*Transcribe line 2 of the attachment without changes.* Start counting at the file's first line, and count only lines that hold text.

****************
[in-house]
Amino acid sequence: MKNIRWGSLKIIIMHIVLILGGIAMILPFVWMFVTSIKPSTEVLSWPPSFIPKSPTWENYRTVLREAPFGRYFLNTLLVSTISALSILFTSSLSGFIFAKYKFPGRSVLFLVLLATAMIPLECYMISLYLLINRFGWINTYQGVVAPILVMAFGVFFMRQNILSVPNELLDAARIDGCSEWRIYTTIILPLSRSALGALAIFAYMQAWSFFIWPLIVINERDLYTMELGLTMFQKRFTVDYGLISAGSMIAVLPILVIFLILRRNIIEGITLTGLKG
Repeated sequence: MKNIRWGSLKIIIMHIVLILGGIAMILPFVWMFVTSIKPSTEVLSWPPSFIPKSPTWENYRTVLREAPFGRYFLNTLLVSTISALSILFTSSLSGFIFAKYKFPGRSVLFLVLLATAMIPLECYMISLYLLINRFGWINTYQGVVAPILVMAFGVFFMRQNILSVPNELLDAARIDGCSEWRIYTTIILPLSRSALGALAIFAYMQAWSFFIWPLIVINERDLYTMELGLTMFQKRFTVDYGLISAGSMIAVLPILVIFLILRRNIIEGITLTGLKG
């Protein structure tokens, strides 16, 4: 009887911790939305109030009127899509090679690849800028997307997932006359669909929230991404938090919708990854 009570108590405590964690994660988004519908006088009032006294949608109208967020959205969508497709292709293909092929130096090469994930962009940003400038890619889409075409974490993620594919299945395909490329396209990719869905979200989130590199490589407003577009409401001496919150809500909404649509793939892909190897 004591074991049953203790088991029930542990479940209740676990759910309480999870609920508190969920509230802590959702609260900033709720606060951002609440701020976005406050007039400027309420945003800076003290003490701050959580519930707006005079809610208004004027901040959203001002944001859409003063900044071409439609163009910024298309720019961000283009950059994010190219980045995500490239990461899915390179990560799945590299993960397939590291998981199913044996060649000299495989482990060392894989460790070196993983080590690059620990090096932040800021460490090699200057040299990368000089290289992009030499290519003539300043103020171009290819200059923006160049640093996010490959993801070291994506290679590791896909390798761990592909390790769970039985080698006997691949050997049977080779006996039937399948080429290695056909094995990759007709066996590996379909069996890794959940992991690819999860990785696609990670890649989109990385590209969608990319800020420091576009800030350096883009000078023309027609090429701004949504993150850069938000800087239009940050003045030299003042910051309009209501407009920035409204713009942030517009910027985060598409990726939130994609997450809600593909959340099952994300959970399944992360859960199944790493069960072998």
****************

Amino acid sequence: MKNIRWGSLKIIIMHIVLILGGIAMILPFVWMFVTSIKPSTEVLSWPPSFIPKSPTWENYRTVLREAPFGRYFLNTLLVSTISALSILFTSSLSGFIFAKYKFPGRSVLFLVLLATAMIPLECYMISLYLLINRFGWINTYQGVVAPILVMAFGVFFMRQNILSVPNELLDAARIDGCSEWRIYTTIILPLSRSALGALAIFAYMQAWSFFIWPLIVINERDLYTMELGLTMFQKRFTVDYGLISAGSMIAVLPILVIFLILRRNIIEGITLTGLKG